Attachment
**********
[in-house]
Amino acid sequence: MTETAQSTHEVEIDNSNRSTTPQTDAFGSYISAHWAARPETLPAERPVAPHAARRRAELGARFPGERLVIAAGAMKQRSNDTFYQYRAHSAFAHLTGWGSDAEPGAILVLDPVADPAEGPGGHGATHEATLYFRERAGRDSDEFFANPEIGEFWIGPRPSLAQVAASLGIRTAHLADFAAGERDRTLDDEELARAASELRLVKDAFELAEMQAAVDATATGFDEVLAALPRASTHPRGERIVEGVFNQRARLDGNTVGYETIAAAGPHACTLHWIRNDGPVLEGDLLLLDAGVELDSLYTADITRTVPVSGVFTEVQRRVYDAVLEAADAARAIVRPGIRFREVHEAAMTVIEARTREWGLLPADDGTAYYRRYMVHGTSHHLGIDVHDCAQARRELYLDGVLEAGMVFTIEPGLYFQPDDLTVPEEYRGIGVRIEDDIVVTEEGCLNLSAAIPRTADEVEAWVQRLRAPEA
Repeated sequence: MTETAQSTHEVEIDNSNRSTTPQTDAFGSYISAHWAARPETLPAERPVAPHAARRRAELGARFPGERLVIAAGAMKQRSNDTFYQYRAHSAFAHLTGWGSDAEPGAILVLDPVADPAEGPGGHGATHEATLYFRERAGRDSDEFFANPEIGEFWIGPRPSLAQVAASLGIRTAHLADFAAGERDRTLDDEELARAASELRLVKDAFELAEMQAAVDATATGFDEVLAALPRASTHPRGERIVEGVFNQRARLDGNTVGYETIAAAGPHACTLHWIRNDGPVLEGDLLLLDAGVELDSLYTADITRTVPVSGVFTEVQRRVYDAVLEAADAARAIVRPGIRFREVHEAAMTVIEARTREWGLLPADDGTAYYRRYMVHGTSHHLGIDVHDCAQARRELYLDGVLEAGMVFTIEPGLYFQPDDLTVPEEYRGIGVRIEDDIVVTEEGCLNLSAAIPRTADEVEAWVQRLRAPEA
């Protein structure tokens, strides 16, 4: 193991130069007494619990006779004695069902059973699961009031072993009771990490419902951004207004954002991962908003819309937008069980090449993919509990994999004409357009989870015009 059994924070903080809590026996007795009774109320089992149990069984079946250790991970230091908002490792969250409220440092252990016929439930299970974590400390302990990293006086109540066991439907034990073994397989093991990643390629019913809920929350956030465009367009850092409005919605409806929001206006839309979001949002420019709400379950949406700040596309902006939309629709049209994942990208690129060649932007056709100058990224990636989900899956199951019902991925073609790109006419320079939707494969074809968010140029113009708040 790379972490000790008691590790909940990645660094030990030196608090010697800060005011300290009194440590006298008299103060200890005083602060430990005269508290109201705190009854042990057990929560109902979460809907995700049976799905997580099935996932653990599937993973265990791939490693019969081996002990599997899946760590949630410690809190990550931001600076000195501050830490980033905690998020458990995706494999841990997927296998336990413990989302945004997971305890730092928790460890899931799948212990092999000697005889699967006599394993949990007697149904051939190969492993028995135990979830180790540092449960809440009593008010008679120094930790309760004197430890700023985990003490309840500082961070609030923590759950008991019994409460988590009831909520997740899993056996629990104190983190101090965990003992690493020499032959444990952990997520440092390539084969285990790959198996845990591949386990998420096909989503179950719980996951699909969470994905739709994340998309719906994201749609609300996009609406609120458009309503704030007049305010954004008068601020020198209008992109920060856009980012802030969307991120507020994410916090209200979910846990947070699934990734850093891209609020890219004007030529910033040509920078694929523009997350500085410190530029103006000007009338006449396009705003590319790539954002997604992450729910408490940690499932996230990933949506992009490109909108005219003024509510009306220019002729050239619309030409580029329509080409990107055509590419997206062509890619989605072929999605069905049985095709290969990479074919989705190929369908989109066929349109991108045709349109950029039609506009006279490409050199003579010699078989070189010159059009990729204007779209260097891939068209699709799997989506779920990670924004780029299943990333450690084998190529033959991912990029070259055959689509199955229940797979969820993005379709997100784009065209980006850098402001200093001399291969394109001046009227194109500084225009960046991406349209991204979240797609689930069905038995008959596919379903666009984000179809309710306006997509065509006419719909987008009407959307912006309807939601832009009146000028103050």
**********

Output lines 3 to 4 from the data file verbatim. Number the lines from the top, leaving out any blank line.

Repeated sequence: MTETAQSTHEVEIDNSNRSTTPQTDAFGSYISAHWAARPETLPAERPVAPHAARRRAELGARFPGERLVIAAGAMKQRSNDTFYQYRAHSAFAHLTGWGSDAEPGAILVLDPVADPAEGPGGHGATHEATLYFRERAGRDSDEFFANPEIGEFWIGPRPSLAQVAASLGIRTAHLADFAAGERDRTLDDEELARAASELRLVKDAFELAEMQAAVDATATGFDEVLAALPRASTHPRGERIVEGVFNQRARLDGNTVGYETIAAAGPHACTLHWIRNDGPVLEGDLLLLDAGVELDSLYTADITRTVPVSGVFTEVQRRVYDAVLEAADAARAIVRPGIRFREVHEAAMTVIEARTREWGLLPADDGTAYYRRYMVHGTSHHLGIDVHDCAQARRELYLDGVLEAGMVFTIEPGLYFQPDDLTVPEEYRGIGVRIEDDIVVTEEGCLNLSAAIPRTADEVEAWVQRLRAPEA
């Protein structure tokens, strides 16, 4: 193991130069007494619990006779004695069902059973699961009031072993009771990490419902951004207004954002991962908003819309937008069980090449993919509990994999004409357009989870015009 059994924070903080809590026996007795009774109320089992149990069984079946250790991970230091908002490792969250409220440092252990016929439930299970974590400390302990990293006086109540066991439907034990073994397989093991990643390629019913809920929350956030465009367009850092409005919605409806929001206006839309979001949002420019709400379950949406700040596309902006939309629709049209994942990208690129060649932007056709100058990224990636989900899956199951019902991925073609790109006419320079939707494969074809968010140029113009708040 790379972490000790008691590790909940990645660094030990030196608090010697800060005011300290009194440590006298008299103060200890005083602060430990005269508290109201705190009854042990057990929560109902979460809907995700049976799905997580099935996932653990599937993973265990791939490693019969081996002990599997899946760590949630410690809190990550931001600076000195501050830490980033905690998020458990995706494999841990997927296998336990413990989302945004997971305890730092928790460890899931799948212990092999000697005889699967006599394993949990007697149904051939190969492993028995135990979830180790540092449960809440009593008010008679120094930790309760004197430890700023985990003490309840500082961070609030923590759950008991019994409460988590009831909520997740899993056996629990104190983190101090965990003992690493020499032959444990952990997520440092390539084969285990790959198996845990591949386990998420096909989503179950719980996951699909969470994905739709994340998309719906994201749609609300996009609406609120458009309503704030007049305010954004008068601020020198209008992109920060856009980012802030969307991120507020994410916090209200979910846990947070699934990734850093891209609020890219004007030529910033040509920078694929523009997350500085410190530029103006000007009338006449396009705003590319790539954002997604992450729910408490940690499932996230990933949506992009490109909108005219003024509510009306220019002729050239619309030409580029329509080409990107055509590419997206062509890619989605072929999605069905049985095709290969990479074919989705190929369908989109066929349109991108045709349109950029039609506009006279490409050199003579010699078989070189010159059009990729204007779209260097891939068209699709799997989506779920990670924004780029299943990333450690084998190529033959991912990029070259055959689509199955229940797979969820993005379709997100784009065209980006850098402001200093001399291969394109001046009227194109500084225009960046991406349209991204979240797609689930069905038995008959596919379903666009984000179809309710306006997509065509006419719909987008009407959307912006309807939601832009009146000028103050």